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Berlin: anything new I should try in Mitte?

I did make it to Katz Orange--a fun atmosphere, excellent fries and a nice salad--and also really enjoyed Lokal. Thanks again for the recommendations! I look forward to trying some of the others you mention when I'm back in town.

One warning--stay away from Pauly Saal in the maedchen schule. A truly terrible meal--undercooked chicken and freezer spinach reheated in le cruset pots--not to mention painfully slow service, douchey clientele, and an enormous bill at the end. This space deserves much better.

My best meal this time in Berlin was back at that old favorite, Renger-Patszch, in Schoeneberg. A rabbit dish wrapped in bacon, served with fried sage and polenta fritters--astonishingly good, even better than I remember. And still unpretentious.

Oct 20, 2012
newyorkberlin in Europe

Berlin: anything new I should try in Mitte?

thank you!

Oct 13, 2012
newyorkberlin in Europe

Berlin: anything new I should try in Mitte?

Back in Berlin after a year away, and planning a nice (but not bank-breaking) Saturday night dinner out with German friends coming in from Hamburg. Curious if anything new has opened worth checking out? A nice atmosphere and decent wine list would be a plus.

Sep 26, 2012
newyorkberlin in Europe

looking for north Italy agriturismo with great food/wine

A report, with many thanks again to everyone who responded with such useful, specific suggestions to my vague query. At the last moment, we found out that Corteforte's restaurant was closed, and we ended up changing our plans and heading for Piemonte, despite the longer drive. We stayed at Castello di Razzano in the Monferrato/Asti area—great suggestion, swiss chef! It was the perfect base-–a working winery and agriturismo, quiet and relaxed, ideal for exploring the surrounding hills, which are dotted with un-touristy, slightly grubby little towns full of vineyards and culinary surprises. We were impressed by the friendliness and graciousness to be found most everywhere we went in the area, despite our poor Italian—and, of course, we were impressed by the food. We barely scratched the surface, but here follows our brief introduction to the area.

Upon our arrival, we went to the simple but very charming Osteria L'Ermite in nearby Castell'Alfero. As with most of the places we went, the antipasti stole the show, all Piemontese classics, carefully executed: peppers stuffed with tuna, vitello tonnato, anchovies in a red pesto, carne crudo (I gave this a pass), etc. Our primi: tagliatelle with a sausage ragu and another pasta with gamberi. We skipped secondi and went straight for the fig gelato to finish. We drank a delicate Ruche from a vineyard literally around the corner: it tasted faintly of rose petals, in a nice way. A small, family place patronized only by locals, and totally unpretentious—our server wore a superman t-shirt, her mother was doing the cooking, and her young daughter helped bus the tables. Recommended.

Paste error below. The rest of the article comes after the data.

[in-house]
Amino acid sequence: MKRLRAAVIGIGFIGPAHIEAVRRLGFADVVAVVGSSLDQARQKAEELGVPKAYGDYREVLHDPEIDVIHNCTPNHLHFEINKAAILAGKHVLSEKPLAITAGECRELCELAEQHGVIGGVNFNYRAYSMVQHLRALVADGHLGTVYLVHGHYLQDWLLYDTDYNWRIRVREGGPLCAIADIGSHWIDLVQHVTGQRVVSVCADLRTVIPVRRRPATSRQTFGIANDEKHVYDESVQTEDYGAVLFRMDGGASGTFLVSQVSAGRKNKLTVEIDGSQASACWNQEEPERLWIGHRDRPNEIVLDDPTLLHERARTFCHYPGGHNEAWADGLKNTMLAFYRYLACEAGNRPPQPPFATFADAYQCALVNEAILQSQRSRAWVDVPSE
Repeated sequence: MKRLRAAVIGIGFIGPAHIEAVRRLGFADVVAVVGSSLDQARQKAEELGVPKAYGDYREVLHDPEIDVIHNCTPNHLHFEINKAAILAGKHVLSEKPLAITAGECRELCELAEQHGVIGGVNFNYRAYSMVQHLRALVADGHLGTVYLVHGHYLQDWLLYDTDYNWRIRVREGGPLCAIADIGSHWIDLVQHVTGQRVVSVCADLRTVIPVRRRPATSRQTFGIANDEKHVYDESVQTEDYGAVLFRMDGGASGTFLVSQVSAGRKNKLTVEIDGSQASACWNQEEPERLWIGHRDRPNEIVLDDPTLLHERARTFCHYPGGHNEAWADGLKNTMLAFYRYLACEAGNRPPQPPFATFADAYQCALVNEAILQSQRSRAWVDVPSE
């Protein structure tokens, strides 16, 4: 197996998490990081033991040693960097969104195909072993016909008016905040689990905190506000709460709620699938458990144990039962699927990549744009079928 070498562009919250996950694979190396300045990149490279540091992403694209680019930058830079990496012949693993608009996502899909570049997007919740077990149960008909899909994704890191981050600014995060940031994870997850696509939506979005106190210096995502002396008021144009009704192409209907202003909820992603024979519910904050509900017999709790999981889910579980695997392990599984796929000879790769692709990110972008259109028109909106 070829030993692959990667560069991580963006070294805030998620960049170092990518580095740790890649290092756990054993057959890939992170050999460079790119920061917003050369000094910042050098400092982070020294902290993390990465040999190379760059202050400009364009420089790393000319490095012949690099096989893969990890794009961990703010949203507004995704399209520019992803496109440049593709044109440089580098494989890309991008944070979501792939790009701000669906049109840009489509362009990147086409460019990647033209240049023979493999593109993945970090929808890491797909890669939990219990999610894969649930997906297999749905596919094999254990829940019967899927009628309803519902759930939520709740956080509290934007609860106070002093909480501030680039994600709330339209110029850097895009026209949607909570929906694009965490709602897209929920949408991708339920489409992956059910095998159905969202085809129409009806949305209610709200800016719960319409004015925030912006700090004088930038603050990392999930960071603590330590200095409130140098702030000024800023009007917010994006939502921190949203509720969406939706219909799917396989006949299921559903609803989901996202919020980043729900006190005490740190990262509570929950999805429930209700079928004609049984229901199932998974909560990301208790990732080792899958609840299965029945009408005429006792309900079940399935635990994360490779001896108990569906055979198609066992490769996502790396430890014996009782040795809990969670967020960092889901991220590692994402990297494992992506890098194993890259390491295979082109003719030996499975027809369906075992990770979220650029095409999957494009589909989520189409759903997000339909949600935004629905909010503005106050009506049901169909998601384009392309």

Also in Castell’Alfero on Serra Perno is the more ambitious but homey Ristorante Casot—here you will find a printed menu. We had a very rich aubergine and tomato tart, more vitello tonnato, and a too-sturdy agnolotti del plin, served in a parmesan bowl that reminded me of American dinner parties of the late 90s. The highlight of this evening was some very delicious lamb roasted with lavender and other herbs. We finished, 4 hours after we began, with a nectarine crostata. They have a large selection of Barberas here—not our favorite grape. The one we chose, at our waiter’s urging, was a barrique bomb. Not terrible overall. . . and yet I might skip this one next time.

Informal lunch on the balcony without reservations at More e Macine in La Morra, following a morning of Barolo-tasting—wines by the glass, very good vitello tonnato, excellent grissini, and a huge hunk of burrata served with tomatoes so luridly, juicily red they resembled organs. Less happily: a seemingly bottomless bowl of inedibly salty anchovies in pesto.

Reservations a must at Osteria La Torre in Cherasco, a town that looks like a film set. La Torre has gotten plenty of Chowhound attention, well deserved. In a lovely back garden, we enjoyed a trio of standout antipasti, a welcome deviation from the usual suspects: a smoked trout salad with rasperries, a tomato and tuna terrine, and a carrot soufflé in a parmesan béchamel—all perfect. The mushroom risotto for two that followed seemed pallid in comparison, but the Barolo—an inexpensive but excellent 2007 Revello—made up for that. All in all, a special place that feels contemporary without being pretentious or formal. Beforehand, I’d suggest a stop by Neive, a tiny gem of a nearby town, for a stroll and an aperitivo.